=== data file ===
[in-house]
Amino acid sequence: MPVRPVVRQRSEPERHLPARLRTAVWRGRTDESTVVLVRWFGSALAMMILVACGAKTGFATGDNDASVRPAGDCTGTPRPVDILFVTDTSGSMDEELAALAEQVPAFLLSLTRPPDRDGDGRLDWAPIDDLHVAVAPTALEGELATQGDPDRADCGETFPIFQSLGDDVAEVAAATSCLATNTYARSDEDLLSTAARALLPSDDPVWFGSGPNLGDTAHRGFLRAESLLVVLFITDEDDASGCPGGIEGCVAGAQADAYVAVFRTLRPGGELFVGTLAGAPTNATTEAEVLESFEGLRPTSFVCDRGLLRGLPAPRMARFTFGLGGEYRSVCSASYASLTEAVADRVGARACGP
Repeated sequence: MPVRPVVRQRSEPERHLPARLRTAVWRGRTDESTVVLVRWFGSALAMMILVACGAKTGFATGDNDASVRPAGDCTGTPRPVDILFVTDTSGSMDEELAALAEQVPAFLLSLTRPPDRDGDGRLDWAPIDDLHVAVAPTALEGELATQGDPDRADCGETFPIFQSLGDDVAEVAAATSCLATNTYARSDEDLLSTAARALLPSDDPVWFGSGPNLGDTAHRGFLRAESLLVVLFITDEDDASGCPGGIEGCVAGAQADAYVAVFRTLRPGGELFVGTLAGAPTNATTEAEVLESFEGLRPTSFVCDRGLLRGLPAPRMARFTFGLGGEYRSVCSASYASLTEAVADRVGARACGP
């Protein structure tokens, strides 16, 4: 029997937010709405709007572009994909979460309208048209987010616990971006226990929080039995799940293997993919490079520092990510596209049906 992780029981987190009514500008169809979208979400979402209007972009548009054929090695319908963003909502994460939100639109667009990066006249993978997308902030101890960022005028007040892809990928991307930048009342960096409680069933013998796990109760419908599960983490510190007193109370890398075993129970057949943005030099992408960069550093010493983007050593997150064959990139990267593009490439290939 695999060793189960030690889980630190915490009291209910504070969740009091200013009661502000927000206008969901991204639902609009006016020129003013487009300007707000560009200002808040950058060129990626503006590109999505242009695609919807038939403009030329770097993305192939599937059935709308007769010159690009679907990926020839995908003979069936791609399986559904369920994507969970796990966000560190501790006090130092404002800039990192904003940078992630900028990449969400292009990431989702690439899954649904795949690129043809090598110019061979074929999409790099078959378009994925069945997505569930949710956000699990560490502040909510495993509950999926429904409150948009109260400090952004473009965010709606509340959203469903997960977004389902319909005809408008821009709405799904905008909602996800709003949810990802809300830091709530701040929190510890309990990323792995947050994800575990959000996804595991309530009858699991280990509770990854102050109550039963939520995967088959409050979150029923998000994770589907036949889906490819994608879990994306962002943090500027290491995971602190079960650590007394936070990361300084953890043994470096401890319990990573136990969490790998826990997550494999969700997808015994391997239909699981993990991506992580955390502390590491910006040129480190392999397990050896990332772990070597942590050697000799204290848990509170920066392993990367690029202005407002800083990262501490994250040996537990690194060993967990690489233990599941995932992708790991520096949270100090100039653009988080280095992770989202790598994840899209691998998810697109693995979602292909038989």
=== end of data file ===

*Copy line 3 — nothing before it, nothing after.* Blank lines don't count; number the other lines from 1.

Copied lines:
Repeated sequence: MPVRPVVRQRSEPERHLPARLRTAVWRGRTDESTVVLVRWFGSALAMMILVACGAKTGFATGDNDASVRPAGDCTGTPRPVDILFVTDTSGSMDEELAALAEQVPAFLLSLTRPPDRDGDGRLDWAPIDDLHVAVAPTALEGELATQGDPDRADCGETFPIFQSLGDDVAEVAAATSCLATNTYARSDEDLLSTAARALLPSDDPVWFGSGPNLGDTAHRGFLRAESLLVVLFITDEDDASGCPGGIEGCVAGAQADAYVAVFRTLRPGGELFVGTLAGAPTNATTEAEVLESFEGLRPTSFVCDRGLLRGLPAPRMARFTFGLGGEYRSVCSASYASLTEAVADRVGARACGP